Lu, Z., Han, J., Wang, M., Cai, H. et al., "Well-to-Wheels Analysis of the Greenhouse Gas Emissions and Energy Use of Vehicles with Gasoline Compression Ignition Engines on Low Octane Gasoline-Like Fuel," SAE Int. J. Fuels Lubr. 9(3):527-545, 2016, doi:10.4271/2016-01-2208.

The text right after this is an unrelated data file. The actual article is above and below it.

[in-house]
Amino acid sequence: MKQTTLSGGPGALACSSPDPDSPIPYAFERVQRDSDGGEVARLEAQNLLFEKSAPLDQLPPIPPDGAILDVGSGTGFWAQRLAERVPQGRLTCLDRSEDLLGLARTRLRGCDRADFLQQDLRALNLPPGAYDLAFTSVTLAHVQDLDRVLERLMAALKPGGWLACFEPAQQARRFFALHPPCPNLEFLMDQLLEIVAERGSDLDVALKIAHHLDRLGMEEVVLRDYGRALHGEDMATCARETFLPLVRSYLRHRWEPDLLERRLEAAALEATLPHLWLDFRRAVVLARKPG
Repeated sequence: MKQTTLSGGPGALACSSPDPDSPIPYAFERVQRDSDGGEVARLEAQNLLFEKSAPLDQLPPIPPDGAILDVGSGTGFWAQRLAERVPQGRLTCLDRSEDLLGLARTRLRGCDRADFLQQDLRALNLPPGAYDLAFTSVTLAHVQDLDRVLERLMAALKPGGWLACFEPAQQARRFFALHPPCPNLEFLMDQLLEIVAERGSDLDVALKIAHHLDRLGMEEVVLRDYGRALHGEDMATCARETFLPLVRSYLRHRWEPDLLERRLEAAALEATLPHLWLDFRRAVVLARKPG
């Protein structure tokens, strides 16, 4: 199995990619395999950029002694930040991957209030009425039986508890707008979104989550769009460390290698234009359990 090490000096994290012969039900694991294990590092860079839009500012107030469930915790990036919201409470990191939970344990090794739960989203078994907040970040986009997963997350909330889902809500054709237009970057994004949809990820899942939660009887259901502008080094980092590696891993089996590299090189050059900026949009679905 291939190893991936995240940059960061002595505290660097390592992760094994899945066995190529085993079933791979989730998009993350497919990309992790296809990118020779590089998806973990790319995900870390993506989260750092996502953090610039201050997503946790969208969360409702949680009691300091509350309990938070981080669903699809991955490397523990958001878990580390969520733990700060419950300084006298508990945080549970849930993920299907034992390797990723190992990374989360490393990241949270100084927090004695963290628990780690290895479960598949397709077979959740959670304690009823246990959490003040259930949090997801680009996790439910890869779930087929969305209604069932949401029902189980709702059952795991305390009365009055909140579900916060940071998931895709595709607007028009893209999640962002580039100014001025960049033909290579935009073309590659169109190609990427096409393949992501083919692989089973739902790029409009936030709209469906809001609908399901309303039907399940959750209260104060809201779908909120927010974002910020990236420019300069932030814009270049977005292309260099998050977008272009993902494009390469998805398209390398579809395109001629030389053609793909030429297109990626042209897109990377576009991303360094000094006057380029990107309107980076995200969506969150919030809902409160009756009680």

Gasoline Compression Ignition (GCI) engines using a low octane gasoline-like fuel (LOF) have good potential to achieve lower NOx and lower particulate matter emissions with higher fuel efficiency compared to the modern diesel compression ignition (CI) engines. In this work, we conduct a well-to-wheels (WTW) analysis of the greenhouse gas (GHG) emissions and energy use of the potential LOF GCI vehicle technology. A detailed linear programming (LP) model of the US Petroleum Administration for Defense District Region (PADD) III refinery system - which produces more than 50% of the US refined products - is modified to simulate the production of the LOF in petroleum refineries and provide product-specific energy efficiencies. Results show that the introduction of the LOF production in refineries reduces the throughput of the catalytic reforming unit and thus increases the refinery profit margins. The overall efficiency of the refinery does not change significantly because both the purchased energy and the refinery fuel production increase in response to the introduction of the LOF production. The refinery energy efficiency of LOF is approximately 0.8 and 1.6 percentage points higher than that of gasoline and diesel, respectively. Taking into account a 25% fuel economy gain relative to the regular gasoline internal combustion engine vehicle (ICEV), the per-mile-based WTW GHG emissions of the LOF GCI ICEV are estimated to be 22% and 9% lower than those of the today’s gasoline and diesel ICEVs, respectively; and the per-mile-based WTW fossil energy use is 18% and 6% lower than gasoline and diesel ICEVs, respectively.